Most people yet to accept driverless military robots, Estonian-led study shows

Sending machines to war instead of people is already commonplace, but the general public is not quite on board yet, a study led by the Estonian Military Academy shows.

This article is published in collaboration with Research in Estonia.

There is a lot of talk about self-driving cars and whether they are safe enough to exist alongside humans on the streets – but what about military robots?

Defence systems are usually purchased with government funds. Therefore, the public should have the right to have their say, however civilians are scarcely included in military decisions. A European Union study, led by the Estonian Military Academy, aimed to change that.

Estonian, Austrian and Norwegian researchers looked at what the people had to say about unmanned ground vehicles, or in other terms, self-driving weapons systems.

Milrem Themis, a driverless robot developed in Estonia, tested in Mali by Estonian Defence Forces.

Always controlled by a human

“Most civilians would only agree with the use of self-driving military vehicles if they were controlled by a human at all times,” Wolfgang Wagner, a social psychology professor at the University of Tartu, concluded in the study.

He explained that the technology was still new and developing. Self-driving vehicles, for instance, are not yet ready to tackle difficult terrain and are vulnerable to glitches.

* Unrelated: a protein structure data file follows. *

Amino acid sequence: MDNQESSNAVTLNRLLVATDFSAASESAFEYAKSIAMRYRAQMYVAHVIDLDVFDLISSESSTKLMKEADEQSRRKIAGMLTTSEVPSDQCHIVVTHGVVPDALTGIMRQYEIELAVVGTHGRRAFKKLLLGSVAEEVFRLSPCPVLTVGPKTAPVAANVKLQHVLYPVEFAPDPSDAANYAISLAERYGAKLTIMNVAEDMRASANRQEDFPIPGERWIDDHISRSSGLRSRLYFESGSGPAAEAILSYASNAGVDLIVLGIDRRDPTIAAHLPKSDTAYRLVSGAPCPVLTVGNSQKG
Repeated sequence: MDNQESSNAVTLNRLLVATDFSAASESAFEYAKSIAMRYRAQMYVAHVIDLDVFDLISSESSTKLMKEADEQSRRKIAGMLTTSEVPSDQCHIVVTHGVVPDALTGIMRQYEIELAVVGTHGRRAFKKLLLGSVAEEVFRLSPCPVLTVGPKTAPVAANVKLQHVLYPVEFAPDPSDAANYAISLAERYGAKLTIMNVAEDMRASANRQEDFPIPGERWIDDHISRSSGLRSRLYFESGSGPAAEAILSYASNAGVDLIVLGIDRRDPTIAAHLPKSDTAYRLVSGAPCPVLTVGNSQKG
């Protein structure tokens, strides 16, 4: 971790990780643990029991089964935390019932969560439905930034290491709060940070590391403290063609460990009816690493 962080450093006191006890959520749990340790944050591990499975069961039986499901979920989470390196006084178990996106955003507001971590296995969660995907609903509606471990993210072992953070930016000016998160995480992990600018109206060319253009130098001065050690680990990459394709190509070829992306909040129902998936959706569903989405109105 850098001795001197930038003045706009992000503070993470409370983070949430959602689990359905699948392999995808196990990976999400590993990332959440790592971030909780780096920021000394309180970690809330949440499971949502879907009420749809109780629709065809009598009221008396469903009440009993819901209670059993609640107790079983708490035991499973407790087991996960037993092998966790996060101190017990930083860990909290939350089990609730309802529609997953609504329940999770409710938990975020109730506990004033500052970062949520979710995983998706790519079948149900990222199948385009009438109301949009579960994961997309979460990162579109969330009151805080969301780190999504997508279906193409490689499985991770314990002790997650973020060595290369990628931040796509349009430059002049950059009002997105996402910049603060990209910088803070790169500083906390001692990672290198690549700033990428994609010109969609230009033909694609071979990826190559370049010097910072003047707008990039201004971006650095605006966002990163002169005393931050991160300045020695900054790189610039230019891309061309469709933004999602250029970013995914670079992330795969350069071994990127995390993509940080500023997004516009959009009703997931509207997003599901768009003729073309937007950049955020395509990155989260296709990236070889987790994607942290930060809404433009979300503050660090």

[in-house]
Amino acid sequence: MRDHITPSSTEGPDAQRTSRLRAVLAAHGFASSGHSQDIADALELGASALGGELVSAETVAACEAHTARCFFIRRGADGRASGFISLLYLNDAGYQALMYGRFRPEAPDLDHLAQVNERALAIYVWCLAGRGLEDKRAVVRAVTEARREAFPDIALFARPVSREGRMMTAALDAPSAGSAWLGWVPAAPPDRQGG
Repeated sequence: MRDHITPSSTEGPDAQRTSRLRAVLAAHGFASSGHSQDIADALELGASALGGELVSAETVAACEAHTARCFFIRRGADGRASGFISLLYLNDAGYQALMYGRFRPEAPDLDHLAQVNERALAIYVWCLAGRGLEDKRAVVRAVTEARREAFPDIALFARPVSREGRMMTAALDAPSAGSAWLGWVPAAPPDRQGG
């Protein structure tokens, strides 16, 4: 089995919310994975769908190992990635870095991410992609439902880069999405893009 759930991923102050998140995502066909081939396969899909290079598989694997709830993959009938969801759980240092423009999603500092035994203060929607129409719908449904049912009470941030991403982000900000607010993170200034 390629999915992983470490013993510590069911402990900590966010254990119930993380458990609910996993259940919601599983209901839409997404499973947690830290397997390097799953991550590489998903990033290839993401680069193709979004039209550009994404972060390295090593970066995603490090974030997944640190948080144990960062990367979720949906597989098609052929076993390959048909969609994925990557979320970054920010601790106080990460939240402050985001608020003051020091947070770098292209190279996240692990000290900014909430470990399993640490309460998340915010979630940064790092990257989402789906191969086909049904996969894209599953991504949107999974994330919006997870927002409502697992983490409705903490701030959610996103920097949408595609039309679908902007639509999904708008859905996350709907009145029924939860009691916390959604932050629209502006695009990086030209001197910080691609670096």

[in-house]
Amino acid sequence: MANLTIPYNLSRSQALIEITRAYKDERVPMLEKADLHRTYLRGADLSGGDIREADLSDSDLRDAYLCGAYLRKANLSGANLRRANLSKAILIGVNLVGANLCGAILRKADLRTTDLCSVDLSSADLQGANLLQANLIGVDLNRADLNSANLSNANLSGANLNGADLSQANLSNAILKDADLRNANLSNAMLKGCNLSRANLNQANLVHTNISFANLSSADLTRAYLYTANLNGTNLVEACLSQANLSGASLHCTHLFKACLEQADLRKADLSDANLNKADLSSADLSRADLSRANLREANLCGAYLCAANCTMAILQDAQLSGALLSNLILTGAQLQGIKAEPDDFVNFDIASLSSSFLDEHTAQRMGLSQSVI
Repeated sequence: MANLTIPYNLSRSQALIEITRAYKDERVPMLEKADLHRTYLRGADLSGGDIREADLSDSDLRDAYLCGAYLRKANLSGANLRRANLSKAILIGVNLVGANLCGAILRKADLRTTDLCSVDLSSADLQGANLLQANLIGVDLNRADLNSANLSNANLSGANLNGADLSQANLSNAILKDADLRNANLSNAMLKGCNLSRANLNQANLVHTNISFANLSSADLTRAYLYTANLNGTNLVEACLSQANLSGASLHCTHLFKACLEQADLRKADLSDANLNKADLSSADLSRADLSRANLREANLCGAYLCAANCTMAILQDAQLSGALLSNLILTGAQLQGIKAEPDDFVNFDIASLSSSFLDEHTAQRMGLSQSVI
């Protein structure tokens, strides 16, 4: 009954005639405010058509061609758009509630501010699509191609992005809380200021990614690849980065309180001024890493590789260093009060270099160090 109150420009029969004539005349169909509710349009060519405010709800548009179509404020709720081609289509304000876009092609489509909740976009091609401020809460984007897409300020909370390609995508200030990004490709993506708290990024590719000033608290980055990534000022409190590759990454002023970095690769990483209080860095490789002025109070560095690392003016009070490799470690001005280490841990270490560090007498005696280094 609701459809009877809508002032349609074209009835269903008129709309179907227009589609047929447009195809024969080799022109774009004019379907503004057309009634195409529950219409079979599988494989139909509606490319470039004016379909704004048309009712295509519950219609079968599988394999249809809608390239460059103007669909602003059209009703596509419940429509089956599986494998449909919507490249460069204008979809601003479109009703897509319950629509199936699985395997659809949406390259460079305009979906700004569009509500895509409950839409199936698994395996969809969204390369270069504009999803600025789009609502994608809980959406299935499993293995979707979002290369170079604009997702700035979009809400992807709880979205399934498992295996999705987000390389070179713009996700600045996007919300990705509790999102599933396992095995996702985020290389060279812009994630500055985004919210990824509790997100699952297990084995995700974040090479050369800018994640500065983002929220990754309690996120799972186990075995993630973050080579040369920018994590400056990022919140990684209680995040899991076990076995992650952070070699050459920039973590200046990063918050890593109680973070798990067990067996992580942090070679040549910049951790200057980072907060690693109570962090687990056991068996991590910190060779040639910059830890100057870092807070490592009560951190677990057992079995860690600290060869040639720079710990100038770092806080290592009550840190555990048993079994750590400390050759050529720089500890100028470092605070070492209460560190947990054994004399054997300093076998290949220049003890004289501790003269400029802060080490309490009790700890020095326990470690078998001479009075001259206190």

At the same time, governments all over the world are pushing for it. Russia, for instance, has declared they are developing a wide range of unmanned ground vehicle platforms.

Western countries don’t lag behind, with many military robots already in use in Europe. Australia’s prime minister Scott Morrison promised to send unmanned aerial and ground systems to Ukraine, among other support.

All this has created the necessity to understand how artificial intelligence-based military systems comply with the law. Someone needs to be accountable for the decisions the machine is making, after all – you cannot lock up a machine if it makes the wrong decision.

“In both the public and the academic discourse on technology, the development of intelligent systems is often portrayed as something inevitable and out of control,” Wagner said.

This thinking partially derives from how robots have been portrayed as killer machines in science fiction movies.

Therefore, people who took part in the series of studies led by the Estonian Military Academy generally said they preferred the defence systems to be controlled by a human at all times, such as with a remote control from a distance.

The Estonian Military Academy in Tartu, Estonia. Photo by the Estonian Military Academy.

Ethical and legal questions

From the legal perspective, similar concerns appeared. Janar Pekarev, a researcher at the Estonian Military Academy, indicated that a weapon system that could select and engage targets without human intervention poses a serious challenge in terms of international humanitarian law.